Things You'll Need
Split log, 12-inch diameter
2 logs, 10-inch diameter
Mallet or hammer
1/4-inch drill bit
Lag bolts, 5/16-by-4-inch
2-inch tenon cutter
Drill/driver, 1/2-inch chuck
4 logs, 3½-inch diameter, 16 inches long
2-inch Forstner bit
Straightedge, 1½-inch width
A log bench entails no more than a log split in half and fitted with legs. You have two basic options for legs: Horizontal at the bottom -- a kind of sled base -- or vertical legs attached like a traditional bench. Either way, this durable bench is heavy-duty. Its rustic look fits in on a patio, garden, recreation room or den. Splitting logs lengthwise is very difficult if not impossible using ordinary tools. Sawmills use gigantic equipment to split logs. Get your hands on one after it's split and add the legs.
Place the split log face up, perpendicular to the two 24-inch logs that will serve as supports. The supports should be centered 18 inches from each end.
Draw a half-circle with a lumber crayon on the split log at the point where the split log contacts the support logs. The half-circle curve should mirror the curve in the smaller logs as close as possible. The curve should be about 5 inches deep at the highest point.
Remove the split log from the support logs. Turn it face down. Cut the rough size of the curve with a chainsaw. Make a series of vertical cuts side by side to the curved line. Cut across at a slight angle to remove the pieces. Remove as much of the material as possible without cutting through the line. It doesn't have to be perfect.
Chisel the curve out to define it using a 2-inch chisel and mallet. Test fit the split log by placing it on the shorter logs. Continue chiseling and testing until the logs fit together snugly.
Drill one hole on each side of the split log, 2 inches from the contact point at the apex of the curve. Angle a 1/4-inch drill bit at 30 degrees to penetrate through the side of the split log into the 24-inch log below it to a depth of no more than 1 inch.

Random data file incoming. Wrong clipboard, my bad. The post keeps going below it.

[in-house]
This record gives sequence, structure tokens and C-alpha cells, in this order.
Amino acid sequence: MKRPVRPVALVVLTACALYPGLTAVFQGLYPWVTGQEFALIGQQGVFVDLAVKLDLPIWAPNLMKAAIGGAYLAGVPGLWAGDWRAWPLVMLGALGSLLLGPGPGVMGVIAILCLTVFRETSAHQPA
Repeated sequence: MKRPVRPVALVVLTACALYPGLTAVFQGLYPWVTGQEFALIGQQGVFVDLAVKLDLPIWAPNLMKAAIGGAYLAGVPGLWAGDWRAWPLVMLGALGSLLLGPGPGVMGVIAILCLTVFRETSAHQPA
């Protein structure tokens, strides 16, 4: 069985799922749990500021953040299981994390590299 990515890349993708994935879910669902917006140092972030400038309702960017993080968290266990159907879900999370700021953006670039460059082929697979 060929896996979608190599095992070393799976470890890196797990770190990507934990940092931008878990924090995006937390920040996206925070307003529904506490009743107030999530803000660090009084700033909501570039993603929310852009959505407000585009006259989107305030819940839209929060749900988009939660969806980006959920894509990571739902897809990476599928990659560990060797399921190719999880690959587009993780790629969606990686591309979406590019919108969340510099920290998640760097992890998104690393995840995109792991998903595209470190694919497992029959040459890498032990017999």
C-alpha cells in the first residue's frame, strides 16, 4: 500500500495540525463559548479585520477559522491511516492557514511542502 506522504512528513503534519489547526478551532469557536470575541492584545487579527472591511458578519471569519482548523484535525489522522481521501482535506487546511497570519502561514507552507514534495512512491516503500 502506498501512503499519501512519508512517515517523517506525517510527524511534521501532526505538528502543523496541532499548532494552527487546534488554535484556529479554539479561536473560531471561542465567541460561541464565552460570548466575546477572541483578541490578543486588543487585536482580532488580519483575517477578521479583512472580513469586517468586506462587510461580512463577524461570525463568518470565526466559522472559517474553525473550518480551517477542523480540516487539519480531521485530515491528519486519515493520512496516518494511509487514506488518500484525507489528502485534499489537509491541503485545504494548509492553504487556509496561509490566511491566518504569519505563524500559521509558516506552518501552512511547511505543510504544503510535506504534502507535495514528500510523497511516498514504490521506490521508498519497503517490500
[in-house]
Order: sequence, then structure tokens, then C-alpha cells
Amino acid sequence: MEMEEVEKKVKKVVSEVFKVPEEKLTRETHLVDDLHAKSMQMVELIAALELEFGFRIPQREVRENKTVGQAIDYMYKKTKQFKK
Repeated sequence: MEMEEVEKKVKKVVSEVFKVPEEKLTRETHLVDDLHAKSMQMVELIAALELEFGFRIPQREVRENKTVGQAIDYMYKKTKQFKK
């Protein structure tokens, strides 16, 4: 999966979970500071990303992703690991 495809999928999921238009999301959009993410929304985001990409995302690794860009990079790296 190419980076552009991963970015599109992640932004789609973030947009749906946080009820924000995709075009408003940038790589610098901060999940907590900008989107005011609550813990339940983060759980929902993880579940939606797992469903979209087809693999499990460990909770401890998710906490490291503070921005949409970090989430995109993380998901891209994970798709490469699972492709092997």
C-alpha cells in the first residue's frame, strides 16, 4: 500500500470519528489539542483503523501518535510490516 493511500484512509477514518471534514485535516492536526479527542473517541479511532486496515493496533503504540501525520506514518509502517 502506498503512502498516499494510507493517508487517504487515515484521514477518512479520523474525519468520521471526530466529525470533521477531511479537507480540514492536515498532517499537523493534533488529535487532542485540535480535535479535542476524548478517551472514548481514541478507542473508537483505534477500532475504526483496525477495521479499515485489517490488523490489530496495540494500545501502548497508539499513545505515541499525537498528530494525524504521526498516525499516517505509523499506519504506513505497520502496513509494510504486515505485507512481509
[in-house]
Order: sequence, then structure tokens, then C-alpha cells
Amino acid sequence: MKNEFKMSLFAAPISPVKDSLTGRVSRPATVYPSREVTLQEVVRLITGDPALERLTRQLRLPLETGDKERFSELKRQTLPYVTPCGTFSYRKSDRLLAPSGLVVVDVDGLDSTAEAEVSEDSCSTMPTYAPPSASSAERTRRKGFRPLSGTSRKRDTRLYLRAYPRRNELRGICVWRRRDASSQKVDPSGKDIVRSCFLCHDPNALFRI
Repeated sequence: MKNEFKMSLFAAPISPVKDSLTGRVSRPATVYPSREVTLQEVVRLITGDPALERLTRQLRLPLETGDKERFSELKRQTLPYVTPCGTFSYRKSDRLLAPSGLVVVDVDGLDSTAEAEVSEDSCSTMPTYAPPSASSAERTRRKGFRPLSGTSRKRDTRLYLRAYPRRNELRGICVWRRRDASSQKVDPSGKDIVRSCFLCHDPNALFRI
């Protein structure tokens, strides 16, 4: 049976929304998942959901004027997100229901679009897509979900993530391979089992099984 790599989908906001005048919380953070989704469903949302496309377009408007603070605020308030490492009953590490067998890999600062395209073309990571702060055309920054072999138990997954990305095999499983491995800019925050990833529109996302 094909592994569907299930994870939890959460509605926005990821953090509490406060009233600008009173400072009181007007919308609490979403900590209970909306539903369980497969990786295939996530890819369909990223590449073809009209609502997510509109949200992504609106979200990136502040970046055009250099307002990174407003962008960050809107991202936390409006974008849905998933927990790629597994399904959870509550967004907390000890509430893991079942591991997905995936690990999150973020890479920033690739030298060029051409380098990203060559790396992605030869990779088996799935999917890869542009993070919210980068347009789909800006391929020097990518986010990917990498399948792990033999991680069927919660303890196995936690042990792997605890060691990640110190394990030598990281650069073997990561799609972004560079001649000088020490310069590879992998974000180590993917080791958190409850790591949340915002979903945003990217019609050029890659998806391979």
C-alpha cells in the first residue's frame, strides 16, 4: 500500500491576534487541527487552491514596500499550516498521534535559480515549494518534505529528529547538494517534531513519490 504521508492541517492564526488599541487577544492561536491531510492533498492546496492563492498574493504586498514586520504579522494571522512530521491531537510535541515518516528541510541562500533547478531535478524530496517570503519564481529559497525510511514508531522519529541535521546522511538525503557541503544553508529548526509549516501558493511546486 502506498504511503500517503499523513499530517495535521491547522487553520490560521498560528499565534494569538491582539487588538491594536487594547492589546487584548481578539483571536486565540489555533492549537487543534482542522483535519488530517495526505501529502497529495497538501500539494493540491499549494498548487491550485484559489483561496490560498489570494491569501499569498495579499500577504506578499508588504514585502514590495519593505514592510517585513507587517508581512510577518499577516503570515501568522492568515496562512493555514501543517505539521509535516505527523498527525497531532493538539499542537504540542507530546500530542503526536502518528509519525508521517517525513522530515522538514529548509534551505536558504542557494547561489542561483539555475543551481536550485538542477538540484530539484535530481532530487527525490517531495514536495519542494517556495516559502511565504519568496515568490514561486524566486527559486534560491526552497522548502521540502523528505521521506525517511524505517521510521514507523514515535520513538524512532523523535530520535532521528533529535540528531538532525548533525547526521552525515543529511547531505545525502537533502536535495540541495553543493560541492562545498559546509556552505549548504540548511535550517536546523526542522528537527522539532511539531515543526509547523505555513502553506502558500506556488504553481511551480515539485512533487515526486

Insert 5/16-by-4-inch lag bolts in the holes. Drive the lag bolts in using a 3/8-inch socket and ratchet.
Install a 2-inch tenon cutter into a drill with a 1/2-inch chuck. Clamp one of the 3 1/2-by-16-inch logs to a worktable, with one end extending over the edge of the table.
Position the end of the tenon cutter on the end of the log. Turn on the drill and push the end of the tenon cutter over the end of the log slowly until it stops. Remove the clamp. Do one end of all four 3 1/2-by-16-inch legs.
Place the split log face down. Mark two holes for legs, 8 inches apart, 18 inches from both ends. Drill holes at the marks using a drill with a 1/2-inch chuck and a 2-inch Forstner bit.
Mix water with powdered resin glue according to directions printed on the packaging. Apply glue to the holes and the tenons. Insert the tenons in the holes. Drive the legs into the holes with a rubber mallet. Allow the glue to dry overnight.
Stand the bench on its legs on a flat surface. Place a 1 1/2-inch wide straightedge on the flat surface, on edge against one of the legs. Trace the line of the straightedge across the leg, transferring the angle of the flat surface to the leg.
Flip the bench upside down with the legs in the air. Cut the legs off at the angle using a reciprocating saw. Turn the bench on its feet. Check for level by rocking the bench. Trim the leg or legs as needed with the saw to level the bench.
The log, bolt and tenon cutter sizes and measurements are an example. You can use any combination of log diameter and length you like. Use an appropriate bolt or tenon cutter for your application. Leave out the bolts for a portable bench. Logs vary in straightness and diameter; don't let this discourage you. Trial and error is typically involved when balancing and leveling legs. Sand the top surface and edges with a belt sander equipped with an 80-grit belt if desired to smooth it. Spray the bench with water-resistant sealant if exposed to the elements.
Chain saws are dangerous. If you're inexperienced with a chainsaw, enlist the help of a professional mill worker or experienced user. Wear eye protection. Log furniture and parts are heavy. Work with an assistant if needed to lift larger pieces.
Specializing in hardwood furniture, trim carpentry, cabinets, home improvement and architectural millwork, Wade Shaddy has worked in homebuilding since 1972. Shaddy has also worked as a newspaper reporter and writer, and as a contributing writer for Bicycling Magazine. Shaddy began publishing in various magazines in 1992, and published a novel, “Dark Canyon,” in 2008.